DES MOINES, Iowa — The experience of going home is a story that we can all tell. For me, while Des Moines is not my home, metaphorically it is when discussing my golfing career.
More specifically, Waveland Golf Course is where I honed my golfing skills while attending Drake University in the late 1970s and early 1980s. I fondly think of the course on trips to the Midwest and I gravitate to Waveland when I’m near Des Moines.
Just a couple of miles down University Avenue from the university, Waveland was a constant stop throughout the year.
Built in 1901, Waveland is one of the hilliest golf courses I’ve ever played. Since it’s where I really learned to play, the hilly terrain is what I thought most good golf courses had in common.
I returned to Waveland in August, while covering the Solheim Cup, and found that after 40 years the course had hardly changed. The lone exception was the routing of hole Nos. 2 through 5. Otherwise, the course was as I remember with large trees lining almost every fairway.
The undulating greens, which were always a hallmark of Waveland, still existed and the blind tee shots had not been softened. In fact, I counted 13 blind tee shots. Rarely was there a level fairway lie due to the hilly conditions, and fairway bunkers are even rarer.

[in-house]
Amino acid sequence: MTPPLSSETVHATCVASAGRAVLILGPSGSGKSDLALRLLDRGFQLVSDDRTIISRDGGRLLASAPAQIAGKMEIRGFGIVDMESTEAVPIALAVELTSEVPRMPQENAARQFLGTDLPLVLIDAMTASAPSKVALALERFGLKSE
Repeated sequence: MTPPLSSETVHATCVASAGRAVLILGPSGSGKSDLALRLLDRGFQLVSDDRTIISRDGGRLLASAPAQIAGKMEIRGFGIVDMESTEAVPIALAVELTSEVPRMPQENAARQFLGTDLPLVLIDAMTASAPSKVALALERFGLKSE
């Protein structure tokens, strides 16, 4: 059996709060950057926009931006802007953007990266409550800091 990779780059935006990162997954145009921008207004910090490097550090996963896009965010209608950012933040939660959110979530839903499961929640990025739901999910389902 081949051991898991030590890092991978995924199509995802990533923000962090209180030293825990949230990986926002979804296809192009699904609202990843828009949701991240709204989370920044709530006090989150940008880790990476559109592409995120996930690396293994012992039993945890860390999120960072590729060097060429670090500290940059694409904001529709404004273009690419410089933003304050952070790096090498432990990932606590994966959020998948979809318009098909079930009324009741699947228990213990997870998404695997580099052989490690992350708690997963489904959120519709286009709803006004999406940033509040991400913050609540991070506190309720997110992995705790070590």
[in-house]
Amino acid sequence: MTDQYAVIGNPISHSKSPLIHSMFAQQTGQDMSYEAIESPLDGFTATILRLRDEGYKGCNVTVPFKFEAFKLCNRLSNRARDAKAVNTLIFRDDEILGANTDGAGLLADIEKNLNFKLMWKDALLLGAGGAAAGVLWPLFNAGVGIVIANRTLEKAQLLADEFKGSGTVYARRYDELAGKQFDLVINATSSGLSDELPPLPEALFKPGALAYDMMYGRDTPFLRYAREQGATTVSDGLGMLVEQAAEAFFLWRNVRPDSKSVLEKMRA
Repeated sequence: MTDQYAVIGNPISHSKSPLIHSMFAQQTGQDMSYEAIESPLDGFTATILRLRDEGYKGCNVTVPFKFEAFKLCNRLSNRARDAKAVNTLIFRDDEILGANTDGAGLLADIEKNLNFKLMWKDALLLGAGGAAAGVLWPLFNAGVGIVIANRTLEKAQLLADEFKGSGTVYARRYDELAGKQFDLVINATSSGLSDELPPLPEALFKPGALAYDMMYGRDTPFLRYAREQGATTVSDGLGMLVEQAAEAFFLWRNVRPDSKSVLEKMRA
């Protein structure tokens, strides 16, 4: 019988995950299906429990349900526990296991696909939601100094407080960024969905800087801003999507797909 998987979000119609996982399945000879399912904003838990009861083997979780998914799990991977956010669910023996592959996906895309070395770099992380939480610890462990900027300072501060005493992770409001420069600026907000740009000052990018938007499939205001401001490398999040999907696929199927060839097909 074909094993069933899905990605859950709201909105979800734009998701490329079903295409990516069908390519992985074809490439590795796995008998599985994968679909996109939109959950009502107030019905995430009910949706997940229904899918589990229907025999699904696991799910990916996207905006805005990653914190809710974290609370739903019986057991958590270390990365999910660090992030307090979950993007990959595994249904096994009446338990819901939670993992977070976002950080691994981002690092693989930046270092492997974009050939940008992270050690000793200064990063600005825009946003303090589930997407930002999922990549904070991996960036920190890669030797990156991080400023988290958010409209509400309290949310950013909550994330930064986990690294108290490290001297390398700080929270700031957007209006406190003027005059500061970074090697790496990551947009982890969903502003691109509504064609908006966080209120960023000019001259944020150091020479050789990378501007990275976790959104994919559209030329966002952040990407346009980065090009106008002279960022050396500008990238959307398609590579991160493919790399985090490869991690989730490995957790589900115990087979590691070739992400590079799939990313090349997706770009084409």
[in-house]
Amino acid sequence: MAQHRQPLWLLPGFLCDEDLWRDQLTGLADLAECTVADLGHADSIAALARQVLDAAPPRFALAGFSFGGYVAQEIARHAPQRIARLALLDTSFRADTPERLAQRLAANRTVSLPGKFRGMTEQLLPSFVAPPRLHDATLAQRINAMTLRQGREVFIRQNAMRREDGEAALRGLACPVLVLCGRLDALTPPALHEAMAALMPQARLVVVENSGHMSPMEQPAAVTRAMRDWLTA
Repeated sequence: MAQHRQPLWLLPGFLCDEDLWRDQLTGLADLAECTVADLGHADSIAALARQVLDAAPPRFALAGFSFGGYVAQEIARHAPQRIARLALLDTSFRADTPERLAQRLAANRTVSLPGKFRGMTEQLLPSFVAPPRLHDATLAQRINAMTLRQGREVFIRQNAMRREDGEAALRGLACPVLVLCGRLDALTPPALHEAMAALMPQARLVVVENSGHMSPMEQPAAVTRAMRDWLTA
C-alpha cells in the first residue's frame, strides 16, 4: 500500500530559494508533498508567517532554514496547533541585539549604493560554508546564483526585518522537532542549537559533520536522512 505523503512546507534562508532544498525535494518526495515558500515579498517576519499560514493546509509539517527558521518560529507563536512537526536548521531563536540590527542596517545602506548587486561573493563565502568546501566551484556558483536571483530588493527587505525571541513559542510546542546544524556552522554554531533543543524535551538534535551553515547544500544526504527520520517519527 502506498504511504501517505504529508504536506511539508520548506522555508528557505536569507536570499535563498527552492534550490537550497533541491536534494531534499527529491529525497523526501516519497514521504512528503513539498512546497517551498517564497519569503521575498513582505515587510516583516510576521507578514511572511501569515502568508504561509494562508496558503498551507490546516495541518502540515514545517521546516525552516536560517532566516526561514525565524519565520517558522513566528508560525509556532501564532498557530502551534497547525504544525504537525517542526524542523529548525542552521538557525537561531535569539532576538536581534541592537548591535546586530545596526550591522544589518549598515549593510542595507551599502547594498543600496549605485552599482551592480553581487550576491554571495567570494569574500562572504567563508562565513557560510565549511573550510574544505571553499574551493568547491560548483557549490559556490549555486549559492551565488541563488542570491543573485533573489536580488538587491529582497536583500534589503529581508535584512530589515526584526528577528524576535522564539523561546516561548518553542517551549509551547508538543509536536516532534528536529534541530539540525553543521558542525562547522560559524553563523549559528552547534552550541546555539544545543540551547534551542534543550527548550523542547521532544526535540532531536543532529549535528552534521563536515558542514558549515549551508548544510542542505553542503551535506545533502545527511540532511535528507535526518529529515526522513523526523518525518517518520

The main obstacles were the volume of trees, which at times can make a golfer feel like playing from a forest, the uneven stances and the extremely fast greens. Years later, the greens are not near as fast as I remember, but the rest is still true.
The 17th green sits up on the hill. (Photo: Alex Miceli)
Waveland doesn’t have a great pro shop and the food is just so-so, but none of that really matters when there is an emotional connection to a course. I have played Waveland in my mind more than any other course, though Augusta National is a close second.
Going back can be so much fun.
In the Des Moines Register archives, the first mention of golf at Waveland Park is in the Sunday, March 3, 1901 edition.
The headline read “Public Golf At Waveland,” and the article stated that the course would be laid out as soon as spring arrived and the use of the grounds would be granted to the community without charge and without restriction. The article also indicated that Waveland Park consisted of 190 acres, roughly 40 of which was used for golf. Today, the course takes up much more of the park.
Another interesting fact was that a streetcar was planned for transit to and from the park. According to the article, U.S. President James Polk assured residents of University Park that the rails for the extension of the line had already been bought and improvements begin as soon as the street was graded and ready for installation. The streetcar was eventually built, but is no longer there today.
If you make the trek to Des Moines, then visit Waveland. If for no other reason, go and see what golf was like in 1901, because I assure you, the terrain has not changed at all since it opened.
A round at Waveland is a historic walk back in time around a very old, but stately, golf course.
WAVELAND GOLF COURSE
Alex Miceli is the founder and publisher of Where To Golf Next.